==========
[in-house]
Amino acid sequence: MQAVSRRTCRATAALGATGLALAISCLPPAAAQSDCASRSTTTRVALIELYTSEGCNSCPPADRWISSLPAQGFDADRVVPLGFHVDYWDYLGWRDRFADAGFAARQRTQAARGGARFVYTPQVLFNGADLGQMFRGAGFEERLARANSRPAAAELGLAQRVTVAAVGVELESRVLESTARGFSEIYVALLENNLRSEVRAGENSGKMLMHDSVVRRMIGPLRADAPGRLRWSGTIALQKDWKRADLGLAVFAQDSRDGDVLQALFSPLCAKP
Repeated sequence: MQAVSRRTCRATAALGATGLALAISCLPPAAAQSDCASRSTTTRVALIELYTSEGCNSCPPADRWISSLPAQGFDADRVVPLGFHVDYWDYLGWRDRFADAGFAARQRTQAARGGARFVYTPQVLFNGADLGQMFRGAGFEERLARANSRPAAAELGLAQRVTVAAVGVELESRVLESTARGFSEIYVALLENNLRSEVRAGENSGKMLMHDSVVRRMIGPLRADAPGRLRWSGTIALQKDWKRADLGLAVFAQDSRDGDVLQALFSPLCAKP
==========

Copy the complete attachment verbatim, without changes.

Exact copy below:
[in-house]
Amino acid sequence: MQAVSRRTCRATAALGATGLALAISCLPPAAAQSDCASRSTTTRVALIELYTSEGCNSCPPADRWISSLPAQGFDADRVVPLGFHVDYWDYLGWRDRFADAGFAARQRTQAARGGARFVYTPQVLFNGADLGQMFRGAGFEERLARANSRPAAAELGLAQRVTVAAVGVELESRVLESTARGFSEIYVALLENNLRSEVRAGENSGKMLMHDSVVRRMIGPLRADAPGRLRWSGTIALQKDWKRADLGLAVFAQDSRDGDVLQALFSPLCAKP
Repeated sequence: MQAVSRRTCRATAALGATGLALAISCLPPAAAQSDCASRSTTTRVALIELYTSEGCNSCPPADRWISSLPAQGFDADRVVPLGFHVDYWDYLGWRDRFADAGFAARQRTQAARGGARFVYTPQVLFNGADLGQMFRGAGFEERLARANSRPAAAELGLAQRVTVAAVGVELESRVLESTARGFSEIYVALLENNLRSEVRAGENSGKMLMHDSVVRRMIGPLRADAPGRLRWSGTIALQKDWKRADLGLAVFAQDSRDGDVLQALFSPLCAKP